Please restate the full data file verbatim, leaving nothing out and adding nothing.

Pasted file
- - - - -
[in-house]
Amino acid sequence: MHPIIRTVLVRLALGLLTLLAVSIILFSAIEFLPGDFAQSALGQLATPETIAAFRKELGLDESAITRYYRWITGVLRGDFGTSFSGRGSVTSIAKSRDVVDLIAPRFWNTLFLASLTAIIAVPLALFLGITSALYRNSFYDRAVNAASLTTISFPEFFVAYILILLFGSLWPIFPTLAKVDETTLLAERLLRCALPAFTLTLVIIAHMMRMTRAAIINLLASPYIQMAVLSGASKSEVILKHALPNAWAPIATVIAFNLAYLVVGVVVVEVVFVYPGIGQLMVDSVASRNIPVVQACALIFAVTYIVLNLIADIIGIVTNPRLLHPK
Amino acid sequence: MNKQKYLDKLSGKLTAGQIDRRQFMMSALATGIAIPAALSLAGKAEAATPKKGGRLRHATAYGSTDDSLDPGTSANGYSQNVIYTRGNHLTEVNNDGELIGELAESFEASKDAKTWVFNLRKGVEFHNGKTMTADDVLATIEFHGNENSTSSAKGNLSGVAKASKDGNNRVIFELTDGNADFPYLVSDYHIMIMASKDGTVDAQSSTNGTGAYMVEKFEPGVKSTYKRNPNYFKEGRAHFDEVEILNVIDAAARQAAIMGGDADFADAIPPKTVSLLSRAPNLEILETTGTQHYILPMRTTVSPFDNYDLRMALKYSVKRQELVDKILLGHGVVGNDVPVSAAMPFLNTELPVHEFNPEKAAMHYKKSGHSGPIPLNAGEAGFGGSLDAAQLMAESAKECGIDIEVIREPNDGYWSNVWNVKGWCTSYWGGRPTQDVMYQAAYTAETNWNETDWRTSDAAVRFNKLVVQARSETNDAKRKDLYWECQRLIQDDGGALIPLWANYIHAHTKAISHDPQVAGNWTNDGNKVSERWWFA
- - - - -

[in-house]
Amino acid sequence: MHPIIRTVLVRLALGLLTLLAVSIILFSAIEFLPGDFAQSALGQLATPETIAAFRKELGLDESAITRYYRWITGVLRGDFGTSFSGRGSVTSIAKSRDVVDLIAPRFWNTLFLASLTAIIAVPLALFLGITSALYRNSFYDRAVNAASLTTISFPEFFVAYILILLFGSLWPIFPTLAKVDETTLLAERLLRCALPAFTLTLVIIAHMMRMTRAAIINLLASPYIQMAVLSGASKSEVILKHALPNAWAPIATVIAFNLAYLVVGVVVVEVVFVYPGIGQLMVDSVASRNIPVVQACALIFAVTYIVLNLIADIIGIVTNPRLLHPK
Amino acid sequence: MNKQKYLDKLSGKLTAGQIDRRQFMMSALATGIAIPAALSLAGKAEAATPKKGGRLRHATAYGSTDDSLDPGTSANGYSQNVIYTRGNHLTEVNNDGELIGELAESFEASKDAKTWVFNLRKGVEFHNGKTMTADDVLATIEFHGNENSTSSAKGNLSGVAKASKDGNNRVIFELTDGNADFPYLVSDYHIMIMASKDGTVDAQSSTNGTGAYMVEKFEPGVKSTYKRNPNYFKEGRAHFDEVEILNVIDAAARQAAIMGGDADFADAIPPKTVSLLSRAPNLEILETTGTQHYILPMRTTVSPFDNYDLRMALKYSVKRQELVDKILLGHGVVGNDVPVSAAMPFLNTELPVHEFNPEKAAMHYKKSGHSGPIPLNAGEAGFGGSLDAAQLMAESAKECGIDIEVIREPNDGYWSNVWNVKGWCTSYWGGRPTQDVMYQAAYTAETNWNETDWRTSDAAVRFNKLVVQARSETNDAKRKDLYWECQRLIQDDGGALIPLWANYIHAHTKAISHDPQVAGNWTNDGNKVSERWWFA